UH Expands Focus on Hawaiian Studies and Sustainability
UH students majoring in law, engineering or pre-med will soon be incorporating sustainability and Hawaiian studies in their course work thanks to a new campus-wide initiative.
The university is planning on hiring eight new professors for the fall 2012 semester, in hopes of fostering more sustainable practices beyond the Department of Natural Resources and Environmental Management. The same thing goes for Hawaiian studies. Right now, undergraduate students are required to take at least one Hawaiian studies class in order to graduate, but Hawaiian learning stops there for most students, unless they’re a part of the Hawaiinuiakea School of Hawaiian Knowledge.
“Hawaiian Knowledge is something that can be and should be a component to every discipline on this campus, not only in the school of Hawaiian Knowledge,” says Maenette Benham, Dean of Hawaiinuiakea School of Hawaiian Knowledge.
The new faculty members will be broken into two groups, or “clusters” – five for sustainability and three for Native Hawaiian programs. The sustainability professors will focus on areas including coastal civil engineering, coastal policy and community development, and environmental economics. The three faculty members in the Native Hawaiian programs will work in public health and social work, Native Hawaiian health and Hawaiian knowledge.
“This is different than anything we typically do,” says UHM Chancellor Virginia Hinshaw. “I think [the initiative] will be attractive to people who are into these areas [of study].”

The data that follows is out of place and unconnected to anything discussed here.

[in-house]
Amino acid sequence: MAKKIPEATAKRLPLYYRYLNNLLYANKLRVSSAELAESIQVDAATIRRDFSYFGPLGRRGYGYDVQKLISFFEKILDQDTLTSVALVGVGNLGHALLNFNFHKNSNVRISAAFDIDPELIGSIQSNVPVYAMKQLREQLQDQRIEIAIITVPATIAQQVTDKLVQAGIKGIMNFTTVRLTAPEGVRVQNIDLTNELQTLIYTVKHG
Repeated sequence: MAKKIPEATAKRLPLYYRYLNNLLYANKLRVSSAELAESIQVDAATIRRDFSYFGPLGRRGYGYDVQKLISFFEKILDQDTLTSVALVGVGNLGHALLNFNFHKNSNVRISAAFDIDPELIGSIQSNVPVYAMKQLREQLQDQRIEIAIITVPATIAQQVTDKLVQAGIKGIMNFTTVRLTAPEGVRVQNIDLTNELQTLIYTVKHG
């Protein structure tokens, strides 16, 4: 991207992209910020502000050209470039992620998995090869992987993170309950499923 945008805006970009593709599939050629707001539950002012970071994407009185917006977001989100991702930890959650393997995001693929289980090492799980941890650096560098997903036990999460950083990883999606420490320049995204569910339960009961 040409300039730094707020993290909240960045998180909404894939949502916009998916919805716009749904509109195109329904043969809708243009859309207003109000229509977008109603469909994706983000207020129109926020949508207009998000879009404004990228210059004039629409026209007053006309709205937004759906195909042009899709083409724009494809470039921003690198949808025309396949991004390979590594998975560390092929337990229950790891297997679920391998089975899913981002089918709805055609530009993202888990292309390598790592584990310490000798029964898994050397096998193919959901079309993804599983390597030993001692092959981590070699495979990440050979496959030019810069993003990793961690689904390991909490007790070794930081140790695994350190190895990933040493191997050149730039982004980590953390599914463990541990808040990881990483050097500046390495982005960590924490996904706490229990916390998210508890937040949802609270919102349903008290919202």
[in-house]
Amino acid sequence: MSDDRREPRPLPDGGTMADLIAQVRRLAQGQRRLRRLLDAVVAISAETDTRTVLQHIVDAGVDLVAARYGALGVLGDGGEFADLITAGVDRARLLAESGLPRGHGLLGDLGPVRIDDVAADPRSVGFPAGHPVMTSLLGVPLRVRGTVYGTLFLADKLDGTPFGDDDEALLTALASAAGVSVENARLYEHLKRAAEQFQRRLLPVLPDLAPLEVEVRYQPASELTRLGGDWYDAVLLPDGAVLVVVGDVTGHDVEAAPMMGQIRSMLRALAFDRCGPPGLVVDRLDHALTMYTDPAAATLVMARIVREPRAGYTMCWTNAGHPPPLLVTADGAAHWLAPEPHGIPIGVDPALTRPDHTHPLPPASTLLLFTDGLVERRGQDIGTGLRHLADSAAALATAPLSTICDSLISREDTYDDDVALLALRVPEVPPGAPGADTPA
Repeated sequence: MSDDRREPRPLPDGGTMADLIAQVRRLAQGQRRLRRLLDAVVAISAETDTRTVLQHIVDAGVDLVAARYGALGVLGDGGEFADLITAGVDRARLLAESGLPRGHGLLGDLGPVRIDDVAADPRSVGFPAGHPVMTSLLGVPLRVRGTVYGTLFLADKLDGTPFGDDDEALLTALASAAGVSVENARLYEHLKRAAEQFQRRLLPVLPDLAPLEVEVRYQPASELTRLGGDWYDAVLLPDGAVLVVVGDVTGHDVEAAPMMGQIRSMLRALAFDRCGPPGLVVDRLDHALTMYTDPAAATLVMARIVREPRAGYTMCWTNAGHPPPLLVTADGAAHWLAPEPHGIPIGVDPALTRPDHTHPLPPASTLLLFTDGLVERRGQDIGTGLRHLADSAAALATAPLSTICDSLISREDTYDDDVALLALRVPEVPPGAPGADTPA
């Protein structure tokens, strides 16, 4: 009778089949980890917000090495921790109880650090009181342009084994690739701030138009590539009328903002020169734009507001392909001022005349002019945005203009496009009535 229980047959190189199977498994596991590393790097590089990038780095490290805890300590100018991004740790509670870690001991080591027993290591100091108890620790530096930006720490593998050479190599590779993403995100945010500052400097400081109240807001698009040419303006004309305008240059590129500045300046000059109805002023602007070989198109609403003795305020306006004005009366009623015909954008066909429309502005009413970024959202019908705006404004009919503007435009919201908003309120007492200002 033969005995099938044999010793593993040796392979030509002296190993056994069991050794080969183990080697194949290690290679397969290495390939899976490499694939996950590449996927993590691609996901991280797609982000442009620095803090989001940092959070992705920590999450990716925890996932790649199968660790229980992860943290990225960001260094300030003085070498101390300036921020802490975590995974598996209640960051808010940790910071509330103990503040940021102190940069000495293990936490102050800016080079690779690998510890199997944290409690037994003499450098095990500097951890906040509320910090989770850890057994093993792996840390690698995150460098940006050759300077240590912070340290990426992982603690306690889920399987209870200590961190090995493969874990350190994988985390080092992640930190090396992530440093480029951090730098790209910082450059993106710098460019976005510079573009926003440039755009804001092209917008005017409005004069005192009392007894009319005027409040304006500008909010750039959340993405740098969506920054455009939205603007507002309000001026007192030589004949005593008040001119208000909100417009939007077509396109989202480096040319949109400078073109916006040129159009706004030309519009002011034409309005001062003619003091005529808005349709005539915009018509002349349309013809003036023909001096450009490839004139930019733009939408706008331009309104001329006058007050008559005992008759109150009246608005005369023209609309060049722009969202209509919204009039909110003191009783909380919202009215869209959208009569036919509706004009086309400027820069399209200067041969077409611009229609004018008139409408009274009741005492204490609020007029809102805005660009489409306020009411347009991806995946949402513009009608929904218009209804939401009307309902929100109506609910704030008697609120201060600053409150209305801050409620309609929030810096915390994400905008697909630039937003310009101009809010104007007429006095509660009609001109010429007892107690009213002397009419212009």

The idea behind the new full-time professors is to help create new lines of communication among different departments, and research production. Hinshaw says she wants UH to be a leader in sustainability and Hawaiian studies.
“A major principle for this initiative is being a Hawaiian place of learning,” says Benham. “We’re looking for a different way of doing things, and one of the ways is to collaborate across our campus to form new programs and research initiatives that inform today’s dilemmas, that don’t teach only about the past.”
UH isn’t the first university to do this type of hiring. The University of Wisconsin-Madison began cluster hiring in 1998 and has since brought on 138 faculty members working in 49 cluster groups ranging in subject from biomedical engineering to zebrafish biology.
“I think [the initiative] is exciting,” says Hinshaw. “We would like to solve the problems of the world, and take a leadership role, because I think it fits – what we learn can be shared.”
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